programme for military purposes despite its promise to
halt all uranium enrichment activities, a German news magazine claimed yesterday. Sunday Times
IRAN is working on a secret nuclear programme for military purposes despite its promise to halt all uranium enrichment activities, a German news magazine claimed yesterday.
Citing documents from an unnamed intelligence agency, Der Spiegel said Iran had set up a laboratory in a secret tunnel near a nuclear facility in Isfahan. This would be able to produce large amounts of uranium hexafluoride gas which could, in turn, be used to enrich uranium a vital component for a nuclear bomb.
Orders to build the tunnel were given last month by Ayatollah Ali Khamenei, Irans supreme leader, the magazine said.
The claims emerged as Britain, France and Germany warned Iran last night it could face sanctions if it does not agree to freeze key parts of its nuclear programme by tomorrow.
The three have hitherto failed to back calls by America to refer Iran to the United Nations Security Council. Their patience appears to be running out, however, after Tehran last week tried to backtrack over a deal agreed in principle earlier this month.
Under the deal, brokered by Britain, France and Germany, Iran is obliged to accept a complete freeze on nuclear technology that could be used to make weapons-grade uranium. The United States has accused it of trying to develop a bomb.
Iran challenged the terms of the agreement during talks at the International Atomic Energy Agency (IAEA) last week. It wants to be allowed to operate 20 centrifuges, which are used to enrich uranium, for research purposes.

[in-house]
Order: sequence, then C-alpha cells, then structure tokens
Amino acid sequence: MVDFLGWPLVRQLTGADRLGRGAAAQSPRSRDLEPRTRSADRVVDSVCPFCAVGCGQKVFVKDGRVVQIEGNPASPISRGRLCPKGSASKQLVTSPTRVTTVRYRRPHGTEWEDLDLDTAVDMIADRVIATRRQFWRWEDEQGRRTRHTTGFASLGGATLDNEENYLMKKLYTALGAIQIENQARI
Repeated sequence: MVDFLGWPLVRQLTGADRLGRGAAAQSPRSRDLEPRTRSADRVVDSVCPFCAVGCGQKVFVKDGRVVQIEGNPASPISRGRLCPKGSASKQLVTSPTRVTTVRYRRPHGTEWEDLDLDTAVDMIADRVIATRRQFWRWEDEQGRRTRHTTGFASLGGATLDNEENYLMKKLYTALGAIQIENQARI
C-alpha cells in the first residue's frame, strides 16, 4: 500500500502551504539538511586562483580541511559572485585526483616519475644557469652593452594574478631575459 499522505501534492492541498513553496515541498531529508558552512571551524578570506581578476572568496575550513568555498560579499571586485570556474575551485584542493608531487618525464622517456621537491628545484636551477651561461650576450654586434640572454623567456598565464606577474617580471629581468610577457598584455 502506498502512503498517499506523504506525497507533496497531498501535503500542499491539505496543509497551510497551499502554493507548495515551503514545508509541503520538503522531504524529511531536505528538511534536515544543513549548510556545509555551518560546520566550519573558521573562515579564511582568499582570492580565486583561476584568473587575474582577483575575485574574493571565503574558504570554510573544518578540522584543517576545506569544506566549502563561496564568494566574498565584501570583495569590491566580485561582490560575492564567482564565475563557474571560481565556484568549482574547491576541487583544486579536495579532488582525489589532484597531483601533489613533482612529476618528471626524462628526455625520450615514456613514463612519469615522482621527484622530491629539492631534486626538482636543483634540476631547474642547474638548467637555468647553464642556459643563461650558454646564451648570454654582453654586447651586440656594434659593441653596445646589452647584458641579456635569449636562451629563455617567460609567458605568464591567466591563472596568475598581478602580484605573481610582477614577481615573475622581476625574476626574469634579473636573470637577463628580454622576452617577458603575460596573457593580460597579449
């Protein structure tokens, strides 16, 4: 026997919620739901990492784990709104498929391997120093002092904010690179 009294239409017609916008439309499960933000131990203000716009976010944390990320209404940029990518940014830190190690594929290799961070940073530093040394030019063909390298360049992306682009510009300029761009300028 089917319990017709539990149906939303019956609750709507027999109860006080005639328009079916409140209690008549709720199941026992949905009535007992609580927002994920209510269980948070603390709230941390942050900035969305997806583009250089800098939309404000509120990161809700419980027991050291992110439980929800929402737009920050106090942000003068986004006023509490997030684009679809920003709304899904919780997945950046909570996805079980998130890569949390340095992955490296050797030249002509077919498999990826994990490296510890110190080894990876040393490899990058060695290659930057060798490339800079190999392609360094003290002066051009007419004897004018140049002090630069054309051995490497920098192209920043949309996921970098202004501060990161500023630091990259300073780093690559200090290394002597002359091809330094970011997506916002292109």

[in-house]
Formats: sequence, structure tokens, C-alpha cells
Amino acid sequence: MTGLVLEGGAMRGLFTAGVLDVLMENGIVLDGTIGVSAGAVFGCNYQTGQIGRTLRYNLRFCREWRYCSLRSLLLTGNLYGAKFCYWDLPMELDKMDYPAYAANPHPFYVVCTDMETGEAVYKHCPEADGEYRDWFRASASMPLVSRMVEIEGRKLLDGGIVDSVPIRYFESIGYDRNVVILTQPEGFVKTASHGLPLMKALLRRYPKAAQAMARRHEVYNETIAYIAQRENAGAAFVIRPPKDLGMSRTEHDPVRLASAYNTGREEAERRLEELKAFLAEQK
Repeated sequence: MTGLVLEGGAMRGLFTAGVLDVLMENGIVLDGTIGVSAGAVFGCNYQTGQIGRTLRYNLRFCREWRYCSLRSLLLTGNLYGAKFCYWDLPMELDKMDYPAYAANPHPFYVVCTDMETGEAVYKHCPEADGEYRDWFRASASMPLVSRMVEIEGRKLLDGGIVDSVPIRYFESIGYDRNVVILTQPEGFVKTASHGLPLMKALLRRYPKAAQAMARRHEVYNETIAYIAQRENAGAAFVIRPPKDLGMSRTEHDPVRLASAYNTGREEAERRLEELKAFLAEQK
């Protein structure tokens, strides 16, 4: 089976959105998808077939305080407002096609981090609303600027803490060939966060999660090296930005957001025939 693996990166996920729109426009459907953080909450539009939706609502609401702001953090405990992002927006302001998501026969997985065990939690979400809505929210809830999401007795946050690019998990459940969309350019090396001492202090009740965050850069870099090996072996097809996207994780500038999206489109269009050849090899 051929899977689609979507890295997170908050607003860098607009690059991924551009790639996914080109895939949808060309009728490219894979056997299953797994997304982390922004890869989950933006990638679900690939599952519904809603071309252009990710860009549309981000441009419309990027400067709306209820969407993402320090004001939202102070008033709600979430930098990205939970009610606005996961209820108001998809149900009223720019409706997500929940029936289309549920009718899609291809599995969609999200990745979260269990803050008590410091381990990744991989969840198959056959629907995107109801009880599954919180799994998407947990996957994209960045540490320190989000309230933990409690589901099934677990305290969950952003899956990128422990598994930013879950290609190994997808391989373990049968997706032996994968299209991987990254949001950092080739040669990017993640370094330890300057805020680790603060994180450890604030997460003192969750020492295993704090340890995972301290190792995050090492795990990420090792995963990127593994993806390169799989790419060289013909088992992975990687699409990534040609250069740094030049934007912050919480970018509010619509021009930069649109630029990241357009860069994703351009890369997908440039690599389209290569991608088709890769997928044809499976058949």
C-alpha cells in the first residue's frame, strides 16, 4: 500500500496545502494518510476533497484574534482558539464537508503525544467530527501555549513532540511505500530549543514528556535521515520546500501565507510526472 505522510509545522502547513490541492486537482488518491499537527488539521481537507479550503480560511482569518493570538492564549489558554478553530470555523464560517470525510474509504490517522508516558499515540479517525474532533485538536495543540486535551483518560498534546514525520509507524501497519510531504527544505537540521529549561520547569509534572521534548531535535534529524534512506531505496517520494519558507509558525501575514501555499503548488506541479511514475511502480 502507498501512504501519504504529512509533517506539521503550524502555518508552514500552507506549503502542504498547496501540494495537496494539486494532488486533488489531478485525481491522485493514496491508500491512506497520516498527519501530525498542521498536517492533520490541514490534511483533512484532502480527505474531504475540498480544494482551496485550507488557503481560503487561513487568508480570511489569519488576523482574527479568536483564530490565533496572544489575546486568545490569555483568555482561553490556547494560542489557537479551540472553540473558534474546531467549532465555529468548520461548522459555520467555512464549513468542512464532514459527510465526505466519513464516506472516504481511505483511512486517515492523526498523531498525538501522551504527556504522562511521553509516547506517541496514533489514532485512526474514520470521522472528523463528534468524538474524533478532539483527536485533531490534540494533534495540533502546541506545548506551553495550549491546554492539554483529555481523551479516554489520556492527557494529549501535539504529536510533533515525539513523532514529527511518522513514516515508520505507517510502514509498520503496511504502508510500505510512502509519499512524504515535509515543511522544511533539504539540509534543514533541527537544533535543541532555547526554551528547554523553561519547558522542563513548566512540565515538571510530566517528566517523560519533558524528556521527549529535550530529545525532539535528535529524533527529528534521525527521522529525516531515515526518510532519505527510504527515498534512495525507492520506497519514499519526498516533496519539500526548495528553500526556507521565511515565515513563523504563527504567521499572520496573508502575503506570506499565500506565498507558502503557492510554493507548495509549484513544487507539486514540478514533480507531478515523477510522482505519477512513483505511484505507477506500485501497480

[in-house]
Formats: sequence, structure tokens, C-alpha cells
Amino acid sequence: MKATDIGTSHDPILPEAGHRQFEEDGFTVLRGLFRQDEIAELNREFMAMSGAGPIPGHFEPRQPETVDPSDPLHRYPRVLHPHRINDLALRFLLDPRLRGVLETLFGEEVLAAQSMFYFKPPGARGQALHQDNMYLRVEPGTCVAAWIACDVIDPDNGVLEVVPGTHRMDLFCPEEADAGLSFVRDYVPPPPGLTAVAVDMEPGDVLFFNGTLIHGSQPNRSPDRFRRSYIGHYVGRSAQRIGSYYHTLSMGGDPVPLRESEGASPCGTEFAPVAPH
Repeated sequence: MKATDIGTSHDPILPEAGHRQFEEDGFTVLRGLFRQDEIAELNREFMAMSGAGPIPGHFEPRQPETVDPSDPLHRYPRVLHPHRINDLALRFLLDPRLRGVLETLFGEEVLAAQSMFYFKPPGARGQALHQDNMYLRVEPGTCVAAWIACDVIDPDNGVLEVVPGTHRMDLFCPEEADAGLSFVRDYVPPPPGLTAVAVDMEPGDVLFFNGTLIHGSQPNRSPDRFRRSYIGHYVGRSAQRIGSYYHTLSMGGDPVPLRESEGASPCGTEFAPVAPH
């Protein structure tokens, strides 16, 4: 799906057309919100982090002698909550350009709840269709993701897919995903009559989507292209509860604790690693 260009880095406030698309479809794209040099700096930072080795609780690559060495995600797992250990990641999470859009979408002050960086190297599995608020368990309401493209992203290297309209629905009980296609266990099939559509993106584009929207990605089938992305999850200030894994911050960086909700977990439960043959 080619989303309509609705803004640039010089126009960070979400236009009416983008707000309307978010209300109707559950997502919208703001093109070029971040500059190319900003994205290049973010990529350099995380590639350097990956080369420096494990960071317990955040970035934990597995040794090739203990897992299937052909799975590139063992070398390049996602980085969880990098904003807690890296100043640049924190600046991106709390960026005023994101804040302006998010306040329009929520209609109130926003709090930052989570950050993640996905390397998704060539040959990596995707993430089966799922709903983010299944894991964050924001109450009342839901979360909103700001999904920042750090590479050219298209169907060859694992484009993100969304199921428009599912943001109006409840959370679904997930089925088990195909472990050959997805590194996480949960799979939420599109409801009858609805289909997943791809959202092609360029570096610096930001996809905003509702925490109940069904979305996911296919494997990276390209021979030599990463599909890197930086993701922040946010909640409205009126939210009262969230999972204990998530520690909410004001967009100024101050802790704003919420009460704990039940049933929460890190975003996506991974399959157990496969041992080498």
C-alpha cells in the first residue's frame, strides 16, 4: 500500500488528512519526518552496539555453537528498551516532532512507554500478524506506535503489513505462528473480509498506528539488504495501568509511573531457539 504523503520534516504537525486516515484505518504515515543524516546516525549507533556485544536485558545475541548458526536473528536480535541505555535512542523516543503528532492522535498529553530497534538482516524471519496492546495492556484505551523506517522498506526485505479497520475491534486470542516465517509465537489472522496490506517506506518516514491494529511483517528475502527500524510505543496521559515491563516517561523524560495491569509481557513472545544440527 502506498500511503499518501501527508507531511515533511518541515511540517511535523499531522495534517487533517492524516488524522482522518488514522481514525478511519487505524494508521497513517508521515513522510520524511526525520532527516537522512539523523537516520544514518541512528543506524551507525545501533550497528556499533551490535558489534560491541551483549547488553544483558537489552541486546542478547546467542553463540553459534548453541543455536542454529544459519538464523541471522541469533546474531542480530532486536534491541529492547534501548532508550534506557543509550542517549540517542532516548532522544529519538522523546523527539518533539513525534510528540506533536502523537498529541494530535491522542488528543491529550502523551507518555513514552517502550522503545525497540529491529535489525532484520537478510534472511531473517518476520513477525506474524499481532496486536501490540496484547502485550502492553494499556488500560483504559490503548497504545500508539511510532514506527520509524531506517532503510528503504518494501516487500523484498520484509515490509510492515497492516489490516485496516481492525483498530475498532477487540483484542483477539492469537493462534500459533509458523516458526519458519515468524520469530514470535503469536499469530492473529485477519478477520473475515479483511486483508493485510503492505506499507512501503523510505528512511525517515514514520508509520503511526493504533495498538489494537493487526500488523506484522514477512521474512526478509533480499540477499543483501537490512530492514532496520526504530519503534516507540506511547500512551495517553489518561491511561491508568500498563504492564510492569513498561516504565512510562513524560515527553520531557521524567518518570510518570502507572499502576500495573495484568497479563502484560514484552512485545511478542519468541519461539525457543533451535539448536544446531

EU officials rejected this, fearing it could boost Irans capabilities in a crucial area of nuclear weapons development.
Western countries had expected Iran to back down but despite attempts at mediation by Jack Straw, the foreign secretary, the talks were adjourned on Friday without agreement.
Kamal Kharrazi, the Iranian foreign minister, said yesterday that Iran was sticking to its demand for an exemption. The centrifuges will work under IAEA supervision and will be for research purposes only, he said. The IAEAs board meets again tomorrow.
The administration of President George W Bush is wary of European attempts to broker a deal. In his most positive comments to date on the initiative, Bush praised Britain, France and Germany for their efforts but said that any agreement would need to be monitored to ensure Iran was honouring the terms.
Irans latest wriggling has compounded concerns that Tehran, which has repeatedly failed to come clean about its activities during a two-year IAEA investigation, is trying to find a way of continuing clandestinely with its nuclear programme.
Last week the National Council of Resistance of Iran, an opposition group, released details of another site in Laviza, a suburb in northeast Tehran, where it claims that laser enrichment of uranium is under way.